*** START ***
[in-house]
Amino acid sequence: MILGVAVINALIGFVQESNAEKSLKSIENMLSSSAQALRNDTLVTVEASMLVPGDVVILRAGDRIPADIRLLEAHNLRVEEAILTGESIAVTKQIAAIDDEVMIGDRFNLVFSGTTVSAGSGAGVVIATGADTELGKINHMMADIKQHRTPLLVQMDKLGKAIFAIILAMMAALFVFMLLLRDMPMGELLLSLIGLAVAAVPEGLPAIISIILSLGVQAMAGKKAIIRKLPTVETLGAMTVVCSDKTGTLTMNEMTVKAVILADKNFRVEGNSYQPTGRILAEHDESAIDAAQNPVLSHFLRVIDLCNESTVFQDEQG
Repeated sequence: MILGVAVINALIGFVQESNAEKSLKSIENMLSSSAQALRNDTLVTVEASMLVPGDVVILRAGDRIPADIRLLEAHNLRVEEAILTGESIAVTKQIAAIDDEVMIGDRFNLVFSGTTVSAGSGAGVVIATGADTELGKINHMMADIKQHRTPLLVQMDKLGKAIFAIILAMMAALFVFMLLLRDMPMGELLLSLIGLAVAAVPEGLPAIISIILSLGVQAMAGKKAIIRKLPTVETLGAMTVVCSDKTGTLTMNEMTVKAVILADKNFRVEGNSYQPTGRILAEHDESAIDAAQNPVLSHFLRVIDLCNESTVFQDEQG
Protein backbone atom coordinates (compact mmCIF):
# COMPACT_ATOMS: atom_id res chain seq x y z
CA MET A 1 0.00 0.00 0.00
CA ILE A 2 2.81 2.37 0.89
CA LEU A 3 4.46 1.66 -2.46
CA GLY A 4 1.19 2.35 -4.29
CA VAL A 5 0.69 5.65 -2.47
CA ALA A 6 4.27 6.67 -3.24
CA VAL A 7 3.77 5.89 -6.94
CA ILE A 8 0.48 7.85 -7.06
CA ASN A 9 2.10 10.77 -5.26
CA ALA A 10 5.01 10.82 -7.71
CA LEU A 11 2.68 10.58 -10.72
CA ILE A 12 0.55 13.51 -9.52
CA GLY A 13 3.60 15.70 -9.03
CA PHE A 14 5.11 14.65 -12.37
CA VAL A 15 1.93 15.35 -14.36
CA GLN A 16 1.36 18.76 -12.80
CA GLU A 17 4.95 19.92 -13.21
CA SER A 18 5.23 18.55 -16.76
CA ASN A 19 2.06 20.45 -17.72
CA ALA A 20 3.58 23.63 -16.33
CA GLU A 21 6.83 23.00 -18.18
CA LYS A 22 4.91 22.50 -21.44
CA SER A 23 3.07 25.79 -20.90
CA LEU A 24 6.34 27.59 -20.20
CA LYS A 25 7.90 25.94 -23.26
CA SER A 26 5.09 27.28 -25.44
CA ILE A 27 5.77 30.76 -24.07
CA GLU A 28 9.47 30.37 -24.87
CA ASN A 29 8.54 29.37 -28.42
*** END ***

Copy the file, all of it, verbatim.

[in-house]
Amino acid sequence: MILGVAVINALIGFVQESNAEKSLKSIENMLSSSAQALRNDTLVTVEASMLVPGDVVILRAGDRIPADIRLLEAHNLRVEEAILTGESIAVTKQIAAIDDEVMIGDRFNLVFSGTTVSAGSGAGVVIATGADTELGKINHMMADIKQHRTPLLVQMDKLGKAIFAIILAMMAALFVFMLLLRDMPMGELLLSLIGLAVAAVPEGLPAIISIILSLGVQAMAGKKAIIRKLPTVETLGAMTVVCSDKTGTLTMNEMTVKAVILADKNFRVEGNSYQPTGRILAEHDESAIDAAQNPVLSHFLRVIDLCNESTVFQDEQG
Repeated sequence: MILGVAVINALIGFVQESNAEKSLKSIENMLSSSAQALRNDTLVTVEASMLVPGDVVILRAGDRIPADIRLLEAHNLRVEEAILTGESIAVTKQIAAIDDEVMIGDRFNLVFSGTTVSAGSGAGVVIATGADTELGKINHMMADIKQHRTPLLVQMDKLGKAIFAIILAMMAALFVFMLLLRDMPMGELLLSLIGLAVAAVPEGLPAIISIILSLGVQAMAGKKAIIRKLPTVETLGAMTVVCSDKTGTLTMNEMTVKAVILADKNFRVEGNSYQPTGRILAEHDESAIDAAQNPVLSHFLRVIDLCNESTVFQDEQG
Protein backbone atom coordinates (compact mmCIF):
# COMPACT_ATOMS: atom_id res chain seq x y z
CA MET A 1 0.00 0.00 0.00
CA ILE A 2 2.81 2.37 0.89
CA LEU A 3 4.46 1.66 -2.46
CA GLY A 4 1.19 2.35 -4.29
CA VAL A 5 0.69 5.65 -2.47
CA ALA A 6 4.27 6.67 -3.24
CA VAL A 7 3.77 5.89 -6.94
CA ILE A 8 0.48 7.85 -7.06
CA ASN A 9 2.10 10.77 -5.26
CA ALA A 10 5.01 10.82 -7.71
CA LEU A 11 2.68 10.58 -10.72
CA ILE A 12 0.55 13.51 -9.52
CA GLY A 13 3.60 15.70 -9.03
CA PHE A 14 5.11 14.65 -12.37
CA VAL A 15 1.93 15.35 -14.36
CA GLN A 16 1.36 18.76 -12.80
CA GLU A 17 4.95 19.92 -13.21
CA SER A 18 5.23 18.55 -16.76
CA ASN A 19 2.06 20.45 -17.72
CA ALA A 20 3.58 23.63 -16.33
CA GLU A 21 6.83 23.00 -18.18
CA LYS A 22 4.91 22.50 -21.44
CA SER A 23 3.07 25.79 -20.90
CA LEU A 24 6.34 27.59 -20.20
CA LYS A 25 7.90 25.94 -23.26
CA SER A 26 5.09 27.28 -25.44
CA ILE A 27 5.77 30.76 -24.07
CA GLU A 28 9.47 30.37 -24.87
CA ASN A 29 8.54 29.37 -28.42